By Richard Blackden
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U.S. Business Editor
America is storing up a second financial crisis by keeping interest rates at record low levels, according to David Einhorn, the hedge fund manager who first publicly warned about the financial catastrophe facing Lehman Brothers.
"The crisis that required zero interest rates has passed," said Mr Einhorn, who co-founded and runs Greenlight Capital, a $6.5bn (£4.2bn) fund. By not raising rates "it increases the chance that governments will over-borrow and fall into a debt trap".
The criticism of the Federal Reserve comes as it embarks on another $600bn (£380bn) of quantitative easing – or printing money – in an effort to fire up a stronger recovery next year.
Interest rates around the western world, including in Britain, have sat at or below 1pc since the near collapse of the financial system in 2008 triggered a global recession.
"If interest rates ever do go up again, you have another crisis," Mr Einhorn told The Sunday Telegraph.
Those in favour of very low interest rates point to the support it has given the real estate market in the US and that, as in the UK, it should encourage politicians to begin to tackle the $1.3 trillion budget deficit without fear of damaging the economy.
Greenlight, which Mr Einhorn founded in 1996 with about $1m, including an investment from his parents, has its single largest position in gold – an asset that many investors have historically turned to during periods of economic uncertainty.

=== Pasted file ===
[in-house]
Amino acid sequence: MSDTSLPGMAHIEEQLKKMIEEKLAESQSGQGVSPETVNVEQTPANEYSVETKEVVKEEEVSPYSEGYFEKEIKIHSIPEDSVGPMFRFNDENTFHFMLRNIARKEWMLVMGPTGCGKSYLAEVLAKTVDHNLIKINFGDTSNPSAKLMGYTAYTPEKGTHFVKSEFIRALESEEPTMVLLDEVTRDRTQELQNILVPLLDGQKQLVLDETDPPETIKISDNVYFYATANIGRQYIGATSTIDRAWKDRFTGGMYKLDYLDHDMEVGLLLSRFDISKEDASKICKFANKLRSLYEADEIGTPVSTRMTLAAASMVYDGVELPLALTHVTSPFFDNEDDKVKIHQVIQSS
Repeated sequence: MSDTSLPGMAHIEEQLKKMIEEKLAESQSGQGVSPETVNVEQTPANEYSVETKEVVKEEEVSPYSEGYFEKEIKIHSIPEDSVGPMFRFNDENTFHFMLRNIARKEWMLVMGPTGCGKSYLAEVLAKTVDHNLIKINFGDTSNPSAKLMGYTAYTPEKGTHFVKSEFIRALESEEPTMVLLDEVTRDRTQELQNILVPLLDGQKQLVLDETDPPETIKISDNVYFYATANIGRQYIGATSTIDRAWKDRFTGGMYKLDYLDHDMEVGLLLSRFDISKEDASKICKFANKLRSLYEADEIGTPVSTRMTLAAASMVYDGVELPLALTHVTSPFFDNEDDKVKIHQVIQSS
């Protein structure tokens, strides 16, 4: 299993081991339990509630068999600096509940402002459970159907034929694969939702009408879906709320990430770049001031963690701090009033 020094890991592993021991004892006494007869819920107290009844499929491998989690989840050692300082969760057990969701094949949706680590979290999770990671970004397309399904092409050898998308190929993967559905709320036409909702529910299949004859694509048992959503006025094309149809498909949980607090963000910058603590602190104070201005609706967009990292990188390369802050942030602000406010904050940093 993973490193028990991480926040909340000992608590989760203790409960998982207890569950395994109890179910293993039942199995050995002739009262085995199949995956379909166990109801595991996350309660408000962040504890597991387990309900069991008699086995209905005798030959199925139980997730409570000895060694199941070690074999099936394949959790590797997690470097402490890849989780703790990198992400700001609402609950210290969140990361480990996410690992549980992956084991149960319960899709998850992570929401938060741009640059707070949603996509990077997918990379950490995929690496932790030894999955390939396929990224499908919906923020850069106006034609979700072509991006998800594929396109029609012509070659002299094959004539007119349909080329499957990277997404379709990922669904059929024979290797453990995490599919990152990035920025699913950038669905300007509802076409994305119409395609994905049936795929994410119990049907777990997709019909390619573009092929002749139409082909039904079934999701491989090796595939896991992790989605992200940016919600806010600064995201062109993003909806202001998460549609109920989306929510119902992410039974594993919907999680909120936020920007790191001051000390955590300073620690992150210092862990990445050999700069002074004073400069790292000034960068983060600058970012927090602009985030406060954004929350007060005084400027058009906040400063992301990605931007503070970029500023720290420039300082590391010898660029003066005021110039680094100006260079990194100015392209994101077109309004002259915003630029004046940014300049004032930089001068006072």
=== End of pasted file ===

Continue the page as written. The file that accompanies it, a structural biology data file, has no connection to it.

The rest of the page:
The gold price, which is closing in on a tenth straight year of gains, reached a record $1,432.50 an ounce earlier this month.
Mr Einhorn admits that he is having to pay far more attention to the broader economic picture when making decisions about which companies to invest in than he has ever done. He declined to say what he thought of either the UK or eurozone economies at the moment.
The 42 year-old, already well known within the hedge fund industry, shot to wider prominence in 2008 after using a lecture in May of that year to voice criticisms of how Lehman was valuing its assets. The lecture had echoes of one he gave six years earlier on Allied Capital, a lender which he accused of using misleading accounting practices.
That lecture sparked an almost decade-long battle with Allied, which is recorded in Mr Einhorn's 2008 book Fooling Some of The People All of The Time. The financial crisis, he says, has done little to ensure that the regulators are any better at detecting either fraudulent or financially weak companies.
Both lectures drew stinging criticism from some investors and parts of the media, who accused the fund manager of stirring up concerns because it had short positions in both companies that would see Greenlight benefit if their share prices dropped.
Mr Einhorn has responded that he only holds short positions if he has serious worries about a company.
Though Mr Einhorn is best known as a short seller, Greenlight typically has more long positions than short positions.
Greenlight, which hasn't taken any new money from investors since the early part of this decade, has delivered an average annual return of 21pc since it was started.
Vodafone is currently one of his largest positions and he also owns shares in Apple.